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Southold Farm & Cellar’s tasting room on Old North Road.

Two months after it closed its tasting room for lacking the proper permits, Southold Farm + Cellar has reopened for weekend hours while it works on a full resolution with the town.

A Facebook post on the winery’s page Friday afternoon announced it will be open Saturdays and Sundays from 12 p.m. to 5 p.m. after taking “proactive steps this week to mitigate the major issues facing our property and our operation.”

“Now with only one issue facing the zoning board and our every intention to move forward quickly and completely with the planning department, we have decided to re-open our doors,” the post read.

Owner Regan Meador declined further comment beyond the Facebook post.

The post said re-opening will allow the winery to be able to “generate the revenue necessary to keep us afloat and pay for the upcoming harvest, our first and the first for a couple varieties ever on the North Fork.

“The last few months have been a great education for us and as we’ve said before, we look forward to being an asset to this town,” the post stated.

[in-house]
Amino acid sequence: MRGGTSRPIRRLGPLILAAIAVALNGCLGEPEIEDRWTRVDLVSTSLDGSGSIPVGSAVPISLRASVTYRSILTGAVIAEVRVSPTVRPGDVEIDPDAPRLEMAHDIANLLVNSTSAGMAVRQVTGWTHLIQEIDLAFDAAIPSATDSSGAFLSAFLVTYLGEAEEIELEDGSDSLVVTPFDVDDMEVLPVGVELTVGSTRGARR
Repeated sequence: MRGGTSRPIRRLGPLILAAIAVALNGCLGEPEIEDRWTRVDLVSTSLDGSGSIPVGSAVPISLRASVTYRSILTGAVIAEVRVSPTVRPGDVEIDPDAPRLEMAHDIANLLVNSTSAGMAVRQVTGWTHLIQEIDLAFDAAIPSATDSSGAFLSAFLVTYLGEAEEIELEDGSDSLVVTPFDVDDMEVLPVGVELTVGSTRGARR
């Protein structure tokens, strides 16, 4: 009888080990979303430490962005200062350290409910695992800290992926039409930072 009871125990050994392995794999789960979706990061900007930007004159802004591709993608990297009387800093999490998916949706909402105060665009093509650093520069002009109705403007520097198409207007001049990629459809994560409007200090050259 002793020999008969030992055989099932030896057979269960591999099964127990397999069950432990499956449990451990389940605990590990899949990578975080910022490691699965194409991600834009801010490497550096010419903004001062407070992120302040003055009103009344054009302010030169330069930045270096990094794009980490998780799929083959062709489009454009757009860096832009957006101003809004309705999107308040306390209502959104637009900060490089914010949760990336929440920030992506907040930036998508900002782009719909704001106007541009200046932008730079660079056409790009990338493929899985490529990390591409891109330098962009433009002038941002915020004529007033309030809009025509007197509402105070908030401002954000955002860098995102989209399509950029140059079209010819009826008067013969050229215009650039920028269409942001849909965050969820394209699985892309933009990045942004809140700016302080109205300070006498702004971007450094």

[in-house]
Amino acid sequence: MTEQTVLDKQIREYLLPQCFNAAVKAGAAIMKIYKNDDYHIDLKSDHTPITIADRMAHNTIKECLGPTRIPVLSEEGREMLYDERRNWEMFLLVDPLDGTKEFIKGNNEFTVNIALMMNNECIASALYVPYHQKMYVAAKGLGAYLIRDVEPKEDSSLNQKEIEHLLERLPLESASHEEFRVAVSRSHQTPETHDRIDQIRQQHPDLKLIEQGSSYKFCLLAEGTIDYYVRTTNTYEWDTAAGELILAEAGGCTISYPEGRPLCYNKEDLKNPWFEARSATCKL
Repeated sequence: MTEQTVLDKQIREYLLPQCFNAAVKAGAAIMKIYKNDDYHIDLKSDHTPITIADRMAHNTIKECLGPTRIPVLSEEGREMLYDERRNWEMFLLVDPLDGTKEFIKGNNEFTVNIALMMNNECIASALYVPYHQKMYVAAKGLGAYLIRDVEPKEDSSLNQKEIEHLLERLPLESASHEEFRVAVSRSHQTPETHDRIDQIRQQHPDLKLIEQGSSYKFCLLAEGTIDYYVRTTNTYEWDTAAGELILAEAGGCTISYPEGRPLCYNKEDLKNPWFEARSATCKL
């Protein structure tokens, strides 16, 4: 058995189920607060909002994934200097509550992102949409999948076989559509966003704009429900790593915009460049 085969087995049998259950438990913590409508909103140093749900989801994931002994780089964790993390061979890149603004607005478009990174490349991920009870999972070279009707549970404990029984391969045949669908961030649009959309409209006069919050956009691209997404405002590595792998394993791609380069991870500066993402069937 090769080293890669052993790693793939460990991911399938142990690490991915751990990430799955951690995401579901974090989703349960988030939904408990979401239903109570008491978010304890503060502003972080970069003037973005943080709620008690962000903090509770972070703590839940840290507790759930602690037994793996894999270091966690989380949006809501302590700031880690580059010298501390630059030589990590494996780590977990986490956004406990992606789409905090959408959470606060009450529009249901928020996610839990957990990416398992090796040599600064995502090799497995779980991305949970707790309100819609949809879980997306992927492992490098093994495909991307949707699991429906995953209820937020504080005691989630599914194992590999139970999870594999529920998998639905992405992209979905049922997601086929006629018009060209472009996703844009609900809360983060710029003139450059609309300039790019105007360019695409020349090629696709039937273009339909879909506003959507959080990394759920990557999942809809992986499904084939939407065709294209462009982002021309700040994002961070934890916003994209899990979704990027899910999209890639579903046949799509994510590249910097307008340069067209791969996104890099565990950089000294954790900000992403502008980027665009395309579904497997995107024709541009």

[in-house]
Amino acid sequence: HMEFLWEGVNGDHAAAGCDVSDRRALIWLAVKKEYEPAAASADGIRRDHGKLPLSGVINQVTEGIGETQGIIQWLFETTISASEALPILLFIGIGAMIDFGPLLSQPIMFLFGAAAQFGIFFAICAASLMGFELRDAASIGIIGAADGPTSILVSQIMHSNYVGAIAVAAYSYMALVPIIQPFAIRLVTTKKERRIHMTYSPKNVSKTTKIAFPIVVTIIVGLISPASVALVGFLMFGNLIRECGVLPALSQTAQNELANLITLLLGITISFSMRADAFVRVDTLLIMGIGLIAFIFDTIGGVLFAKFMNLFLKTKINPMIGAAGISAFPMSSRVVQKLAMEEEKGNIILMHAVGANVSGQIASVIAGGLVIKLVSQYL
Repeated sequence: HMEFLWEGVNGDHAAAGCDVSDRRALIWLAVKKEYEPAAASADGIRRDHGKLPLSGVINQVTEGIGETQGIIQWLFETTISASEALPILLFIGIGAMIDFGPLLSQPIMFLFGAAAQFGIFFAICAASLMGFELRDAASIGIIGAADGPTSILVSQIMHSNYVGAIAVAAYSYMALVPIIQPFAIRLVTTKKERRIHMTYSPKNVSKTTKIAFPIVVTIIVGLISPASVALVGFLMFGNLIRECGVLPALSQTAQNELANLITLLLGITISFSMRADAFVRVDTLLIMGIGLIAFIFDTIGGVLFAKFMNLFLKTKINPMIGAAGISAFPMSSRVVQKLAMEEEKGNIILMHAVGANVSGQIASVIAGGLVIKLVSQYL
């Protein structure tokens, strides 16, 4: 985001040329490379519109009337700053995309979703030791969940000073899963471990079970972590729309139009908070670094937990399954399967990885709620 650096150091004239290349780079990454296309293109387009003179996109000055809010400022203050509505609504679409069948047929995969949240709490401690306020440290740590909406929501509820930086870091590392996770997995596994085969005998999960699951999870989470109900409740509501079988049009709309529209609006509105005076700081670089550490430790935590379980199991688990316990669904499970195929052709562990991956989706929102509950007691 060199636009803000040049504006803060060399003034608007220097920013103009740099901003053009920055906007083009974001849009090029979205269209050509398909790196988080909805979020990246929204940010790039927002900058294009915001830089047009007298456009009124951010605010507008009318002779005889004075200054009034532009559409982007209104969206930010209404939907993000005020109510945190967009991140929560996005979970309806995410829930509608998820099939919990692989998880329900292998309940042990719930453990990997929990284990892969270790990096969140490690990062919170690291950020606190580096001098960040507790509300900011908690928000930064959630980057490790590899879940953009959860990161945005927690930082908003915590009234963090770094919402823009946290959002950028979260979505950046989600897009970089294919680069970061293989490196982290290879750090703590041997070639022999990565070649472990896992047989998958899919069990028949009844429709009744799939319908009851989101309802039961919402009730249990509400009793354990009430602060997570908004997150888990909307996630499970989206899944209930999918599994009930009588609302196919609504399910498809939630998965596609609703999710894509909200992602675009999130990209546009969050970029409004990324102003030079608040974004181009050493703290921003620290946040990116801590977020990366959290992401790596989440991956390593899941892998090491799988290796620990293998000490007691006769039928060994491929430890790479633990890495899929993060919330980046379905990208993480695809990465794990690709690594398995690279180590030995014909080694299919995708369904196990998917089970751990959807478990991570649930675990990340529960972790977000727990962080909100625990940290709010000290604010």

In July, the one-year-old winery closed its tasting room at the request of the town because Meador only had a certificate of occupancy for a single-family dwelling on the Old North Road property. Meador told at the time he thought he could sell wine under his farm-stand permit.

The Meadors sought variances from the town’s Zoning Board of Appeals, including permission to operate a tasting room in an existing 400-square-foot structure to avoid costs of moving to a new facility.

“I look at [the tasting room] as a bridge for us,” Mr. Meador told the ZBA at an Aug. 6 meeting. “We have to have some ability, especially early on in our business, to prove ourselves … I don’t want to have heavy traffic or live music.”

At that meeting, several neighbors advocated on behalf of the Meadors and their plans.

Southold Town’s Attorney Bill Duffy said Friday afternoon he was unaware that the winery had planned on re-opening; the Meadors aren’t doing it with any explicit permission from the town.

Instead, he said the winery owners are making use of a “loophole” in New York State law.

“State law stays a town from issuing zoning violations while there’s a pending [Zoning Board of Appeals] application open,” Duffy said Friday. “We can only assume they’re taking advantage of that stay in the law.”

He said he expects a decision on the matter before the ZBA to come soon.

“We don’t see them being able to operate like this with impunity for an extended period of time,” he said. “If they get the variances they want, they’ll go ahead with a site plan.”

The Meadors’ attorney, Patricia Moore, could not be reached for immediate comment.

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